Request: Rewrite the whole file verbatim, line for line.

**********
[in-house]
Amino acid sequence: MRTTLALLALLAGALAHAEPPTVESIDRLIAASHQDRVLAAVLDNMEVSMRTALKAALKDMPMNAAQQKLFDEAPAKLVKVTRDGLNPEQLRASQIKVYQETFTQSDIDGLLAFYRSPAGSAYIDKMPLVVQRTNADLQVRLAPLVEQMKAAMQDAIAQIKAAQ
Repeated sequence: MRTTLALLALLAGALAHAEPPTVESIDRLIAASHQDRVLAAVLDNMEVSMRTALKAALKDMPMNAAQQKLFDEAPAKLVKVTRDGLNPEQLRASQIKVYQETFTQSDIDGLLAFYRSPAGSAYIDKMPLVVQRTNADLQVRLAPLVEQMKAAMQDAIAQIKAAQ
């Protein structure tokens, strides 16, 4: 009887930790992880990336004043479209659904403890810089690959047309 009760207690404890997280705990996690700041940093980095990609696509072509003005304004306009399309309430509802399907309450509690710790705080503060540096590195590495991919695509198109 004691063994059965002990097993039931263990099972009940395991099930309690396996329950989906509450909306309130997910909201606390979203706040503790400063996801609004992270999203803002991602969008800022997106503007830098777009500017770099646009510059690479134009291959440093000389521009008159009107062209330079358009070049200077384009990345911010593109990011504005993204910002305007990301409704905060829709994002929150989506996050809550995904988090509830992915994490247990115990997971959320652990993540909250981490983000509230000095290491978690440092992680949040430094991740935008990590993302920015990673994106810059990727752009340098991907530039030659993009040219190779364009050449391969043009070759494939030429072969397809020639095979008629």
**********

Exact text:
[in-house]
Amino acid sequence: MRTTLALLALLAGALAHAEPPTVESIDRLIAASHQDRVLAAVLDNMEVSMRTALKAALKDMPMNAAQQKLFDEAPAKLVKVTRDGLNPEQLRASQIKVYQETFTQSDIDGLLAFYRSPAGSAYIDKMPLVVQRTNADLQVRLAPLVEQMKAAMQDAIAQIKAAQ
Repeated sequence: MRTTLALLALLAGALAHAEPPTVESIDRLIAASHQDRVLAAVLDNMEVSMRTALKAALKDMPMNAAQQKLFDEAPAKLVKVTRDGLNPEQLRASQIKVYQETFTQSDIDGLLAFYRSPAGSAYIDKMPLVVQRTNADLQVRLAPLVEQMKAAMQDAIAQIKAAQ
């Protein structure tokens, strides 16, 4: 009887930790992880990336004043479209659904403890810089690959047309 009760207690404890997280705990996690700041940093980095990609696509072509003005304004306009399309309430509802399907309450509690710790705080503060540096590195590495991919695509198109 004691063994059965002990097993039931263990099972009940395991099930309690396996329950989906509450909306309130997910909201606390979203706040503790400063996801609004992270999203803002991602969008800022997106503007830098777009500017770099646009510059690479134009291959440093000389521009008159009107062209330079358009070049200077384009990345911010593109990011504005993204910002305007990301409704905060829709994002929150989506996050809550995904988090509830992915994490247990115990997971959320652990993540909250981490983000509230000095290491978690440092992680949040430094991740935008990590993302920015990673994106810059990727752009340098991907530039030659993009040219190779364009050449391969043009070759494939030429072969397809020639095979008629």